64. ... un des avantages importants de travailler pour la communauté Debian est la valeur de sa réputation dans le domaine, à la fois professionellement et dans la communauté. ...

The promise of recognition is repeated again here in the Debian wiki.

The motivations of the authors also are varied, but the coin that they get paid in is often recognition, acclaim in the peer group, or experience that can be traded in in the work place

The same thing appears in the page about Debian Membership:

Debian has several types of association and membership for those who do wish to be recognised, or have rights within the project.

For people promoting Debian, there is a template for giving a talk. It includes the comments:

you are recognized for your contributions ... Did you ever have a boss who takes credit for your work? Not in Debian.

In short, there is a big emphasis on working for recognition instead of a salary. They gave us the promise of recognition and that gives rise to a legitimate interest in using the trademark in domain names for web sites about our work.

Moreover, it means once we gain the status of Debian Developer in the sense of being a joint author, as the term has been used since at least 1994, they can't bounce the cheque and extinguish our copyright / recognition / status as these things are interchangeable.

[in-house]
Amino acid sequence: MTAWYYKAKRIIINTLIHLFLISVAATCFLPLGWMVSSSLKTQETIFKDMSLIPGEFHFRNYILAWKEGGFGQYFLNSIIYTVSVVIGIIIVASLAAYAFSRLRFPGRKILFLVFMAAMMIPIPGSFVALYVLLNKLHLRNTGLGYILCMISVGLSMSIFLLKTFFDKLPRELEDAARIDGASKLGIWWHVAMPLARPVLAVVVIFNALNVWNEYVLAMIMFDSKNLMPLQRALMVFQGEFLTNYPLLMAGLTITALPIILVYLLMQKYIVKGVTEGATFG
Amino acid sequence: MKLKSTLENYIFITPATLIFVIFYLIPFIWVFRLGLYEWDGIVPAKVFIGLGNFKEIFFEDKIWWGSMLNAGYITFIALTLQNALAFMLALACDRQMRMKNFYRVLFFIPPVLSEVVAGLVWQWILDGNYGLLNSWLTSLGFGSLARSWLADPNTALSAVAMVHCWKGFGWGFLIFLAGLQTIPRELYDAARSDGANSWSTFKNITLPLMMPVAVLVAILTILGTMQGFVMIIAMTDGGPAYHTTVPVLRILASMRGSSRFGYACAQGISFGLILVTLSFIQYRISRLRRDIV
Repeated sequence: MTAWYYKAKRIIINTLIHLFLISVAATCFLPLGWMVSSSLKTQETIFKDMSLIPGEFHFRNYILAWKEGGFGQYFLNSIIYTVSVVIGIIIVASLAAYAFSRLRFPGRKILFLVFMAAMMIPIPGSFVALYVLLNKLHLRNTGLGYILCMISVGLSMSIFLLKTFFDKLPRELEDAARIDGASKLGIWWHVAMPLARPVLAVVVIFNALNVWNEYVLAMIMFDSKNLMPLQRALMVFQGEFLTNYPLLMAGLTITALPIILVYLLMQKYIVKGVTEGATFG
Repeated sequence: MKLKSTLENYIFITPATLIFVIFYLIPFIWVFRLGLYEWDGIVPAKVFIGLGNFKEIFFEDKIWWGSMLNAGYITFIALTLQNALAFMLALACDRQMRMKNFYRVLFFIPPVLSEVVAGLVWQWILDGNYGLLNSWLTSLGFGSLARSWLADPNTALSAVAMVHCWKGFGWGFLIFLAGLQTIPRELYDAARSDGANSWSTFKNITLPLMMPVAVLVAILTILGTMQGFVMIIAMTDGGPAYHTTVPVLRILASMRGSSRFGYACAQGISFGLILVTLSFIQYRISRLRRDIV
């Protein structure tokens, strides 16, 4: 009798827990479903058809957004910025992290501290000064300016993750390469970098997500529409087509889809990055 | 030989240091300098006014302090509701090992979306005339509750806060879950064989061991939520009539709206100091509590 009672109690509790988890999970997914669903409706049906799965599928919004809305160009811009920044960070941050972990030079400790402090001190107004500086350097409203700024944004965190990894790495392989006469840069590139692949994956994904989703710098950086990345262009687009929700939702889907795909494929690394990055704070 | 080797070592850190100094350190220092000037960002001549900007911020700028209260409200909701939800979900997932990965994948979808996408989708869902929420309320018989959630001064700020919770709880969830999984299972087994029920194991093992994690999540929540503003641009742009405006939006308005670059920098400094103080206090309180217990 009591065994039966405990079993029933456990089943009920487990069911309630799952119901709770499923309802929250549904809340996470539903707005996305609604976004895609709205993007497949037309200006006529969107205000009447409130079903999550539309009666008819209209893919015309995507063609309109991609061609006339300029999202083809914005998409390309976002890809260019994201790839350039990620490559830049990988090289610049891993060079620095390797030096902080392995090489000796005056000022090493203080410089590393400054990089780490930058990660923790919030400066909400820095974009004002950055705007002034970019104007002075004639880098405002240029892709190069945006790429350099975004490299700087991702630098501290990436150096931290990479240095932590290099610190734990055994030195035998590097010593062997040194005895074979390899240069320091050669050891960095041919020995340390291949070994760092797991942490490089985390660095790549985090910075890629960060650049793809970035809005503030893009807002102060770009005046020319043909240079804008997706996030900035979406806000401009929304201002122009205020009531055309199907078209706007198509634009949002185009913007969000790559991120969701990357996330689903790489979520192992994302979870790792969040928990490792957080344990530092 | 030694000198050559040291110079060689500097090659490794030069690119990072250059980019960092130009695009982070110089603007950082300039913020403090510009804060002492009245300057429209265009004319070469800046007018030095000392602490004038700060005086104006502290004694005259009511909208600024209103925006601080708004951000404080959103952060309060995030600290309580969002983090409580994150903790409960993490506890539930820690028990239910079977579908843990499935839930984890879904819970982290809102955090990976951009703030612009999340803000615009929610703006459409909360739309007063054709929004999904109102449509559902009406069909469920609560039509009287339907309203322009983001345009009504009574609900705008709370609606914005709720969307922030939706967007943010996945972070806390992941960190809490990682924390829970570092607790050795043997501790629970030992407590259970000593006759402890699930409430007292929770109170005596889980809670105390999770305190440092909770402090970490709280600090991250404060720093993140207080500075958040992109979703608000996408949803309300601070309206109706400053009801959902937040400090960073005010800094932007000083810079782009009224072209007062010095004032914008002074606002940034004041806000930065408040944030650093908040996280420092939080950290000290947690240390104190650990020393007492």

Bad faith: not every co-author wants to be a member of something too

In a number of jurisdictions, we have seen people establishing associations, some of them legally incorporated, some of them unincorporated, where they now use the term Debian Developer interchangeably with the status of a member rather than the status of an author.

The insistence that authorship rights can be dumbed down to a relation of membership is an example of gaslighting, as explained elsewhere.

Over the years, people have regularly protested against this practice of conflating authorship and membership.

In 2005, some Debian Developers in the UK created the Debian UK Society. They published a proposed constitution / articles of incorporation suggesting that every Debian Developer in the UK would become a member of the Society unless they opt-out.

Some authors felt this was a forced membership, similar to forced membership of a trade union.